It was the place where I first came to know God, that little country church of my childhood. Located on the north side of a quiet highway outside of Wichita, Park Methodist Church was the beginning of my lifelong spiritual journey. A small, white wooden structure, it sat along a hedgerow and in the middle of a grassy lot filled with wildflowers. The gravel drive wrapped around to the side where familiar vehicles parked once a week. A few concrete steps framed by iron railing led quickly up into a small vestibule where coats hung on winter mornings and smiling faces greeted one another each Sunday. A narrow and winding stairway curved down to the east, turning north on its descent and led to the open basement which housed a small kitchen and partitioned Sunday School rooms.
Outside, several yards to the north, was a rickety outhouse, faded from the sun and always an adventure for us children. On the east beneath the hedgerow was a propane tank, cool to the touch, the church key housed within a black magnetic box and hidden along its silver leg.
Inside, the sanctuary was small, yet open and very light. My family always sat in the same place as was customary for all the members of the church. Our unofficial "reserved" seat was in the second pew from the back along the southeast wall. My parents, four of my siblings and I sat in the same order each week while my oldest brother played the organ at the front of the church. My parents sat with several of us sandwiched in between as my father's sudden switch in octaves during hymns tickled my mother. I felt a benefactress in this situation since I was the one who got to sit beside my dad, singing from the purple hymnal and feeling warm and loved. My mother often passed us little Bible books to read: Noah's Ark, Joseph's Coat of Many Colors and my favorite - Baby Moses. These entertained us on many days when sermons grew long and little legs grew restless.
A large floor register was at the end of our pew, warming us on the cold, frosty mornings of winter and the sun streamed through the east window, dancing across our laps and basking each face in a celestial flow. On dewy summer mornings the birds could be heard outside of each open window; a sound I've always thought was so close to God. There was no air-conditioning or central air so when it turned hot we would use hand-held fans made of heavy paper, depicting colorful pictures of Jesus. Ridged, wooden popsicle-like sticks were attached to the backs, making them easier to grasp.
Back then worship began first with Sunday School following. The adults took turns reading inspirational passages after the sermon so that the transition between the two services flowed smoothly and without digression from the message. My father often read these verses and I admired him and listened carefully as he was not one to relish being in front of people.
Downstairs at Sunday School my mother's quiet voice read us stories as we passed around the small envelope designed to hold our precious dimes of tithing. We sat at small, wooden tables feeling close and safe in the knowledge that as both teacher and mother, she had the inside scoop on the lessons we were to learn. It was here in this little country church that I took my first communion. It seemed forever before my parents felt I was ready and I would sit listlessly and enviously in the pew with my little brother as the other members of my family went to the altar. And when it finally came my time to join my older siblings and parents at the front, I was excited and humbled to have stepped over the threshold from observer to participant in this important and holy part of the service and my life.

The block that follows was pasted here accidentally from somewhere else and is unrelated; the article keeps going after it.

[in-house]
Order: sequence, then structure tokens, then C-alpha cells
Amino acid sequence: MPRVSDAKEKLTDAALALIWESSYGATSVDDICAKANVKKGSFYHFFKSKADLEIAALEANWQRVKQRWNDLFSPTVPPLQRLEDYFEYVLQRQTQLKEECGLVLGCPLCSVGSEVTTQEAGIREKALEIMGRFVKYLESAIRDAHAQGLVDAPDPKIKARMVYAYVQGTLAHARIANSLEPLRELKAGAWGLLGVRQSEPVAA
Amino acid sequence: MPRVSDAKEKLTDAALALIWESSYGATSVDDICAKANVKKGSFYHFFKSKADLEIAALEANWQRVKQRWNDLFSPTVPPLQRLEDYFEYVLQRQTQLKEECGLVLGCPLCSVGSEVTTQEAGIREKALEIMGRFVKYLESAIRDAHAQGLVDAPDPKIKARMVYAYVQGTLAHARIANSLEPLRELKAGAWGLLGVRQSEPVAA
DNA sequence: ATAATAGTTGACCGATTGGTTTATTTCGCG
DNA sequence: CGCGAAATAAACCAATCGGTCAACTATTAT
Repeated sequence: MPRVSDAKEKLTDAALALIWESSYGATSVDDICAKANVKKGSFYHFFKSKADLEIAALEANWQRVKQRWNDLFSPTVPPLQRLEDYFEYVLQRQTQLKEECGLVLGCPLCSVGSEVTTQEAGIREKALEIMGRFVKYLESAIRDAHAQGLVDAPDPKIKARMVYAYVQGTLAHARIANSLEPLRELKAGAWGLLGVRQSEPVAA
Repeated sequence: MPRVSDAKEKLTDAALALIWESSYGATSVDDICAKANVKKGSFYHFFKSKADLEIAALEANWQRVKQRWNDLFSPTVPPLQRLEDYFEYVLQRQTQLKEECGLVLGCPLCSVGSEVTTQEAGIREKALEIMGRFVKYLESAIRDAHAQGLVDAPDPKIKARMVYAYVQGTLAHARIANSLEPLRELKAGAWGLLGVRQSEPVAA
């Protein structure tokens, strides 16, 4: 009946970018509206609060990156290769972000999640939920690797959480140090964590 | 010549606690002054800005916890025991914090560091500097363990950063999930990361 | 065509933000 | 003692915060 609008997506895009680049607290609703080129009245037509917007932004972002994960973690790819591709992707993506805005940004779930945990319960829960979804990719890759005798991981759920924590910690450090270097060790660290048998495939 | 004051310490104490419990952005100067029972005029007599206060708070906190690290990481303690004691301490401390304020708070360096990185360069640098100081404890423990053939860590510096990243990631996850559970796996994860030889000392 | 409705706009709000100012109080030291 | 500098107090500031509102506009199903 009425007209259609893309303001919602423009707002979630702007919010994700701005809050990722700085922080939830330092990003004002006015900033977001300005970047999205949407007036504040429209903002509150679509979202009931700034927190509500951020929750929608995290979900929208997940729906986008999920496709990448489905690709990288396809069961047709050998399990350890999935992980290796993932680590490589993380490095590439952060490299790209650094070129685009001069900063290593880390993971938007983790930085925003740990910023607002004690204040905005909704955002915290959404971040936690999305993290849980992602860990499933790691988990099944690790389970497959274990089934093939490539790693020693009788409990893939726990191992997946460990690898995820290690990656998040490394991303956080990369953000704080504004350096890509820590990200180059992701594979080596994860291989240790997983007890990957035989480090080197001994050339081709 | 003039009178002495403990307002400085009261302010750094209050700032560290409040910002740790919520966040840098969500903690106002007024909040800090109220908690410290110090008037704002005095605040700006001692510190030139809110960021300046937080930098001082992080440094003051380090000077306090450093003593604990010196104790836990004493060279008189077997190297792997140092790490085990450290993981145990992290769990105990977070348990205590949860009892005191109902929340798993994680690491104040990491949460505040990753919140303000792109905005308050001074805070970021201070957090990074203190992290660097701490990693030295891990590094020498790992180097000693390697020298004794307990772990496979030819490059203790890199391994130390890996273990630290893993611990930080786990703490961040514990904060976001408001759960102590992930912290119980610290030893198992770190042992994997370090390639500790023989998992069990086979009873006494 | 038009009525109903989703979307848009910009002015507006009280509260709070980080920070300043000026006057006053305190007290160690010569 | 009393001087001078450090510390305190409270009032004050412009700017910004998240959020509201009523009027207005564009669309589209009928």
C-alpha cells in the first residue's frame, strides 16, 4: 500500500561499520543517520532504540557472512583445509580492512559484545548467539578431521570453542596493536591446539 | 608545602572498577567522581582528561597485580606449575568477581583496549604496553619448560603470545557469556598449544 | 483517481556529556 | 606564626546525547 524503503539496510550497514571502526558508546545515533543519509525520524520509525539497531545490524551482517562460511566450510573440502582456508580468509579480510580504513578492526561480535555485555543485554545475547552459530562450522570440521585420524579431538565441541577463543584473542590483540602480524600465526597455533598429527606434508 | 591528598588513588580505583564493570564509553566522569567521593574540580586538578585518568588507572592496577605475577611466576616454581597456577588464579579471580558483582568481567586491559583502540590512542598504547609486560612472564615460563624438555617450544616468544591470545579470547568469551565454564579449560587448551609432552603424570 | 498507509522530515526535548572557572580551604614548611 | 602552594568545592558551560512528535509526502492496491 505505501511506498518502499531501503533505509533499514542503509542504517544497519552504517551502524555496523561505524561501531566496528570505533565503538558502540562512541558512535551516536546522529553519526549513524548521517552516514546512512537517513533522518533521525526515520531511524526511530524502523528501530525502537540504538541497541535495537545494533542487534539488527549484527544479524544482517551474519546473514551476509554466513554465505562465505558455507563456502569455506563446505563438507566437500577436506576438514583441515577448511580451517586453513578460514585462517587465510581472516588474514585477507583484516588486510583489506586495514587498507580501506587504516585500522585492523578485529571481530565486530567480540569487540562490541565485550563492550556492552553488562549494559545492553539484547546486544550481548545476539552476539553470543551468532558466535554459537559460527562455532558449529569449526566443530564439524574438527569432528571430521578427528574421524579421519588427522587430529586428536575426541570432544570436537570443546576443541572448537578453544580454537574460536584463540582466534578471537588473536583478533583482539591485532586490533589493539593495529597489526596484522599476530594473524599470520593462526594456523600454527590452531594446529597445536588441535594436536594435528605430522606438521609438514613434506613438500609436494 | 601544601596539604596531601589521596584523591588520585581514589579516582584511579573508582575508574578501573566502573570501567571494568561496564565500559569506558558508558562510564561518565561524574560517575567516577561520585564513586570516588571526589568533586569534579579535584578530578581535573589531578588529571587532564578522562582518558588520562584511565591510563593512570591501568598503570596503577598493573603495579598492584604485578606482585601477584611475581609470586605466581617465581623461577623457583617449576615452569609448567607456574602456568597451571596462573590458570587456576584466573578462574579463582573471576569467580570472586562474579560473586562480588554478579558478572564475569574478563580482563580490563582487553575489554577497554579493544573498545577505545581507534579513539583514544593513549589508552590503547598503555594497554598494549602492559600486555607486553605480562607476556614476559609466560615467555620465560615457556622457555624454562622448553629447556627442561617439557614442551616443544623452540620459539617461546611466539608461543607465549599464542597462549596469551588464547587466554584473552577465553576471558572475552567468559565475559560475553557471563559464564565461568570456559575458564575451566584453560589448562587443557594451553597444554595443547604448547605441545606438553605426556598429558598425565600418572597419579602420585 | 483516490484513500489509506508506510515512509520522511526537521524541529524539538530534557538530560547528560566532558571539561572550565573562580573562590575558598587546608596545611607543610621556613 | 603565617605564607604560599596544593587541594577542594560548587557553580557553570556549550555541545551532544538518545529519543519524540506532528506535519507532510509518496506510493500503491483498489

Cleaning the church was delegated to a different family each month and when it was our turn, dust rags, mops and the smell of lemon filled the sanctuary as we worked together to make it sparkle. For us younger kids, the highlight was bravely retrieving the front door key from underneath the propane tank. At one time a black spider had woven a web next to the magnetic box and we would half hope, half dread we would find the eight-legged creature scurring across the silver tank.
Various holidays found us wearing paper hats shaped like daisies, reciting poems and singing songs. And once a year at Christmastime the beautiful alto voice of Margaurite Faulk filled the sanctuary as she played her guitar and sang. The most anticipated moment on those Christmas mornings was after church when bags of colorful, ribboned candy were passed out to the small number of children from our congregation; a treat in a time when such sweets were not commonplace.
There were fun-filled Halloween parties on chilly autumn nights, songs about Gabriel resonating from the partitioned school rooms and quiet moments for prayer and reflection. It was always comforting to look around at the small congregation and see the same loving faces in the same places each week, knowing that though few, they were loyal both to God and to one another. We were not only members of the same congregation, but neighbors and friends who helped each other seven days a week. Through their example and living in a loving and giving home, I learned that though it is important to have a church and attend it every Sunday, it's more important to establish a church within our hearts and attend it every day.
What a wonderful and lasting memory, this first little church; an integral part of my life that set the tone for my faith. It was a spot so dear to my childhood, and to the adult that I have become.